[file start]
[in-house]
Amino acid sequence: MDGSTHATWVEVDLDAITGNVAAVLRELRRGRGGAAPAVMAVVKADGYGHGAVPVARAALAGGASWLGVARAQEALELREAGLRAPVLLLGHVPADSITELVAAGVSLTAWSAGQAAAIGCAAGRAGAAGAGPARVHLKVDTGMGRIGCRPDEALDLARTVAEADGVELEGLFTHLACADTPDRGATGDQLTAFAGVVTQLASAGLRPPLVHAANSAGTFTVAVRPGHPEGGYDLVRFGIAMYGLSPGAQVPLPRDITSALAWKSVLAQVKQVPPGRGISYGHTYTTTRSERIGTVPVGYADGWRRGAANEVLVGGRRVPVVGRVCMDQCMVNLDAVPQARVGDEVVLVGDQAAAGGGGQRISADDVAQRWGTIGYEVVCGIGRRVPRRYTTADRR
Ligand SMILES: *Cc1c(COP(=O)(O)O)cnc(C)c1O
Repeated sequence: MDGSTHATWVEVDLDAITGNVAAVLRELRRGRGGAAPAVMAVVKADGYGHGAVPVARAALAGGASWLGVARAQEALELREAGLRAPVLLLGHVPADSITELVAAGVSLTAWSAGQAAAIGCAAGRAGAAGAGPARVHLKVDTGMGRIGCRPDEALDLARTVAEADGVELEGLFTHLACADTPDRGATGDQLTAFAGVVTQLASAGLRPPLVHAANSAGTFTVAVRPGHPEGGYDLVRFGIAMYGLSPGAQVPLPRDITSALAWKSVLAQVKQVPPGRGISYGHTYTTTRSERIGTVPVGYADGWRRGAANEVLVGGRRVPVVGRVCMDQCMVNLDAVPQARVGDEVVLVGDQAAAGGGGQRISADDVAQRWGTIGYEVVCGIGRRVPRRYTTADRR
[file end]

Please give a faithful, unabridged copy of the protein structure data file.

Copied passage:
[in-house]
Amino acid sequence: MDGSTHATWVEVDLDAITGNVAAVLRELRRGRGGAAPAVMAVVKADGYGHGAVPVARAALAGGASWLGVARAQEALELREAGLRAPVLLLGHVPADSITELVAAGVSLTAWSAGQAAAIGCAAGRAGAAGAGPARVHLKVDTGMGRIGCRPDEALDLARTVAEADGVELEGLFTHLACADTPDRGATGDQLTAFAGVVTQLASAGLRPPLVHAANSAGTFTVAVRPGHPEGGYDLVRFGIAMYGLSPGAQVPLPRDITSALAWKSVLAQVKQVPPGRGISYGHTYTTTRSERIGTVPVGYADGWRRGAANEVLVGGRRVPVVGRVCMDQCMVNLDAVPQARVGDEVVLVGDQAAAGGGGQRISADDVAQRWGTIGYEVVCGIGRRVPRRYTTADRR
Ligand SMILES: *Cc1c(COP(=O)(O)O)cnc(C)c1O
Repeated sequence: MDGSTHATWVEVDLDAITGNVAAVLRELRRGRGGAAPAVMAVVKADGYGHGAVPVARAALAGGASWLGVARAQEALELREAGLRAPVLLLGHVPADSITELVAAGVSLTAWSAGQAAAIGCAAGRAGAAGAGPARVHLKVDTGMGRIGCRPDEALDLARTVAEADGVELEGLFTHLACADTPDRGATGDQLTAFAGVVTQLASAGLRPPLVHAANSAGTFTVAVRPGHPEGGYDLVRFGIAMYGLSPGAQVPLPRDITSALAWKSVLAQVKQVPPGRGISYGHTYTTTRSERIGTVPVGYADGWRRGAANEVLVGGRRVPVVGRVCMDQCMVNLDAVPQARVGDEVVLVGDQAAAGGGGQRISADDVAQRWGTIGYEVVCGIGRRVPRRYTTADRR